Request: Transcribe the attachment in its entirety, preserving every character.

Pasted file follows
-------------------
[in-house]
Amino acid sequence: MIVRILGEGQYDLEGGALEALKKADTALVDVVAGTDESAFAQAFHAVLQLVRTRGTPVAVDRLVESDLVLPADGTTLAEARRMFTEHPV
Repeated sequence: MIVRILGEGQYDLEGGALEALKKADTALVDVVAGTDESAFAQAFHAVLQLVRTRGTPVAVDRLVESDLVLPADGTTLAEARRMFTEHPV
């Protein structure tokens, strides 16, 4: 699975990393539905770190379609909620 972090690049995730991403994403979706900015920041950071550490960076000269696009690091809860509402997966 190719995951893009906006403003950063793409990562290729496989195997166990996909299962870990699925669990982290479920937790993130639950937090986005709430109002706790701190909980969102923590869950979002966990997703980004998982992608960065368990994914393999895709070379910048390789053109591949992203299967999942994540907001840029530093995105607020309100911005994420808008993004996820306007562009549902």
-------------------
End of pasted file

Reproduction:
[in-house]
Amino acid sequence: MIVRILGEGQYDLEGGALEALKKADTALVDVVAGTDESAFAQAFHAVLQLVRTRGTPVAVDRLVESDLVLPADGTTLAEARRMFTEHPV
Repeated sequence: MIVRILGEGQYDLEGGALEALKKADTALVDVVAGTDESAFAQAFHAVLQLVRTRGTPVAVDRLVESDLVLPADGTTLAEARRMFTEHPV
């Protein structure tokens, strides 16, 4: 699975990393539905770190379609909620 972090690049995730991403994403979706900015920041950071550490960076000269696009690091809860509402997966 190719995951893009906006403003950063793409990562290729496989195997166990996909299962870990699925669990982290479920937790993130639950937090986005709430109002706790701190909980969102923590869950979002966990997703980004998982992608960065368990994914393999895709070379910048390789053109591949992203299967999942994540907001840029530093995105607020309100911005994420808008993004996820306007562009549902």